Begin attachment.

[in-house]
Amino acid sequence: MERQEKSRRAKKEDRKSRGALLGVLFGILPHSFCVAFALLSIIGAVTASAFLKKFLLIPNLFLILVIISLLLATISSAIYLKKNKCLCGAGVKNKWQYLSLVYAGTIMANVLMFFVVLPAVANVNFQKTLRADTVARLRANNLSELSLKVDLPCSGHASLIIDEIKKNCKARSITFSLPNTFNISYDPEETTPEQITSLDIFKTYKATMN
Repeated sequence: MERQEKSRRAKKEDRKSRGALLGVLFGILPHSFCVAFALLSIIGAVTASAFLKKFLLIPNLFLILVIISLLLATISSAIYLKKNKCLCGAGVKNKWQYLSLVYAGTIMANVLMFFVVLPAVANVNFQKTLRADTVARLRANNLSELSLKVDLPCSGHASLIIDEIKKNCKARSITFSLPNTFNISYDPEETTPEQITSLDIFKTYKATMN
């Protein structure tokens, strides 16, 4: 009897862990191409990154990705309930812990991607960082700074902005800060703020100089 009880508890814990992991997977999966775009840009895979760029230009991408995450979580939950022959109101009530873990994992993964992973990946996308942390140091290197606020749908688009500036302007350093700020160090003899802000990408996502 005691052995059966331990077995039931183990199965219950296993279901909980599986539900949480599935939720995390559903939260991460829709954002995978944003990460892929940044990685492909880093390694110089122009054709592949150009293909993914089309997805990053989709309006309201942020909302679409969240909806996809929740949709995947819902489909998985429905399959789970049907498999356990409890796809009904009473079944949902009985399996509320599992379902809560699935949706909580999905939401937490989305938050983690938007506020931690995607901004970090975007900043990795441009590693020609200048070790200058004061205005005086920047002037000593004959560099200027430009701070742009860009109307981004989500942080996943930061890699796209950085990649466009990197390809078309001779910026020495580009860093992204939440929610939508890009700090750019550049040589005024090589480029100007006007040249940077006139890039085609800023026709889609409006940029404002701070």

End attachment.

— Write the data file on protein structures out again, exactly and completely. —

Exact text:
[in-house]
Amino acid sequence: MERQEKSRRAKKEDRKSRGALLGVLFGILPHSFCVAFALLSIIGAVTASAFLKKFLLIPNLFLILVIISLLLATISSAIYLKKNKCLCGAGVKNKWQYLSLVYAGTIMANVLMFFVVLPAVANVNFQKTLRADTVARLRANNLSELSLKVDLPCSGHASLIIDEIKKNCKARSITFSLPNTFNISYDPEETTPEQITSLDIFKTYKATMN
Repeated sequence: MERQEKSRRAKKEDRKSRGALLGVLFGILPHSFCVAFALLSIIGAVTASAFLKKFLLIPNLFLILVIISLLLATISSAIYLKKNKCLCGAGVKNKWQYLSLVYAGTIMANVLMFFVVLPAVANVNFQKTLRADTVARLRANNLSELSLKVDLPCSGHASLIIDEIKKNCKARSITFSLPNTFNISYDPEETTPEQITSLDIFKTYKATMN
């Protein structure tokens, strides 16, 4: 009897862990191409990154990705309930812990991607960082700074902005800060703020100089 009880508890814990992991997977999966775009840009895979760029230009991408995450979580939950022959109101009530873990994992993964992973990946996308942390140091290197606020749908688009500036302007350093700020160090003899802000990408996502 005691052995059966331990077995039931183990199965219950296993279901909980599986539900949480599935939720995390559903939260991460829709954002995978944003990460892929940044990685492909880093390694110089122009054709592949150009293909993914089309997805990053989709309006309201942020909302679409969240909806996809929740949709995947819902489909998985429905399959789970049907498999356990409890796809009904009473079944949902009985399996509320599992379902809560699935949706909580999905939401937490989305938050983690938007506020931690995607901004970090975007900043990795441009590693020609200048070790200058004061205005005086920047002037000593004959560099200027430009701070742009860009109307981004989500942080996943930061890699796209950085990649466009990197390809078309001779910026020495580009860093992204939440929610939508890009700090750019550049040589005024090589480029100007006007040249940077006139890039085609800023026709889609409006940029404002701070």